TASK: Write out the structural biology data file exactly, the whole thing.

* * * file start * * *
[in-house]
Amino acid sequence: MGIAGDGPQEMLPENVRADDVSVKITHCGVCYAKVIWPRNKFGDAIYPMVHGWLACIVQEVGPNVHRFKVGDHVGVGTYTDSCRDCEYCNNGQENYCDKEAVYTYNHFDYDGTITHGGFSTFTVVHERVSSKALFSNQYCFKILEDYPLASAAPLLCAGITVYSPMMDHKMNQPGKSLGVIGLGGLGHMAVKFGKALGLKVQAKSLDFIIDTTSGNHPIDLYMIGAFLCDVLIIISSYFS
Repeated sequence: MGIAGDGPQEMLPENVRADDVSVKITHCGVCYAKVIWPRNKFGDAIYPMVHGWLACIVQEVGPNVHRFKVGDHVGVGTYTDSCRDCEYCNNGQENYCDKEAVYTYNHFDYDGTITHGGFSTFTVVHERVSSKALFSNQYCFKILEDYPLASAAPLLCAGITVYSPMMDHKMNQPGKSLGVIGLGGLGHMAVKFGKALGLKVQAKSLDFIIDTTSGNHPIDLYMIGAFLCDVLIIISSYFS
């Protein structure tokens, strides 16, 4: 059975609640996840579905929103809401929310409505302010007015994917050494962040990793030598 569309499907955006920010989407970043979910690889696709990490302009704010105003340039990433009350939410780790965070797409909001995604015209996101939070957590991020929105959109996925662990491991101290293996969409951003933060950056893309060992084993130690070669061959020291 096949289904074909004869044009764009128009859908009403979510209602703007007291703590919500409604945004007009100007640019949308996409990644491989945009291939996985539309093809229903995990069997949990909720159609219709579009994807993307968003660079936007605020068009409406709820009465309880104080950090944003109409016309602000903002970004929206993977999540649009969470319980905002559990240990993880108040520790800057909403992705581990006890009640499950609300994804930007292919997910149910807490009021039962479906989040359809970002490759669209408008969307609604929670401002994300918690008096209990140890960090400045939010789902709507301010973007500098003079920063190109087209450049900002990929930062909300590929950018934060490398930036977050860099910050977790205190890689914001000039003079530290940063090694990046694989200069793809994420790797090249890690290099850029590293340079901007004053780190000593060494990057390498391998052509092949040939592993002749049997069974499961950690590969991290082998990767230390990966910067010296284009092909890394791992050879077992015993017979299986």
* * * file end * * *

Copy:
[in-house]
Amino acid sequence: MGIAGDGPQEMLPENVRADDVSVKITHCGVCYAKVIWPRNKFGDAIYPMVHGWLACIVQEVGPNVHRFKVGDHVGVGTYTDSCRDCEYCNNGQENYCDKEAVYTYNHFDYDGTITHGGFSTFTVVHERVSSKALFSNQYCFKILEDYPLASAAPLLCAGITVYSPMMDHKMNQPGKSLGVIGLGGLGHMAVKFGKALGLKVQAKSLDFIIDTTSGNHPIDLYMIGAFLCDVLIIISSYFS
Repeated sequence: MGIAGDGPQEMLPENVRADDVSVKITHCGVCYAKVIWPRNKFGDAIYPMVHGWLACIVQEVGPNVHRFKVGDHVGVGTYTDSCRDCEYCNNGQENYCDKEAVYTYNHFDYDGTITHGGFSTFTVVHERVSSKALFSNQYCFKILEDYPLASAAPLLCAGITVYSPMMDHKMNQPGKSLGVIGLGGLGHMAVKFGKALGLKVQAKSLDFIIDTTSGNHPIDLYMIGAFLCDVLIIISSYFS
């Protein structure tokens, strides 16, 4: 059975609640996840579905929103809401929310409505302010007015994917050494962040990793030598 569309499907955006920010989407970043979910690889696709990490302009704010105003340039990433009350939410780790965070797409909001995604015209996101939070957590991020929105959109996925662990491991101290293996969409951003933060950056893309060992084993130690070669061959020291 096949289904074909004869044009764009128009859908009403979510209602703007007291703590919500409604945004007009100007640019949308996409990644491989945009291939996985539309093809229903995990069997949990909720159609219709579009994807993307968003660079936007605020068009409406709820009465309880104080950090944003109409016309602000903002970004929206993977999540649009969470319980905002559990240990993880108040520790800057909403992705581990006890009640499950609300994804930007292919997910149910807490009021039962479906989040359809970002490759669209408008969307609604929670401002994300918690008096209990140890960090400045939010789902709507301010973007500098003079920063190109087209450049900002990929930062909300590929950018934060490398930036977050860099910050977790205190890689914001000039003079530290940063090694990046694989200069793809994420790797090249890690290099850029590293340079901007004053780190000593060494990057390498391998052509092949040939592993002749049997069974499961950690590969991290082998990767230390990966910067010296284009092909890394791992050879077992015993017979299986």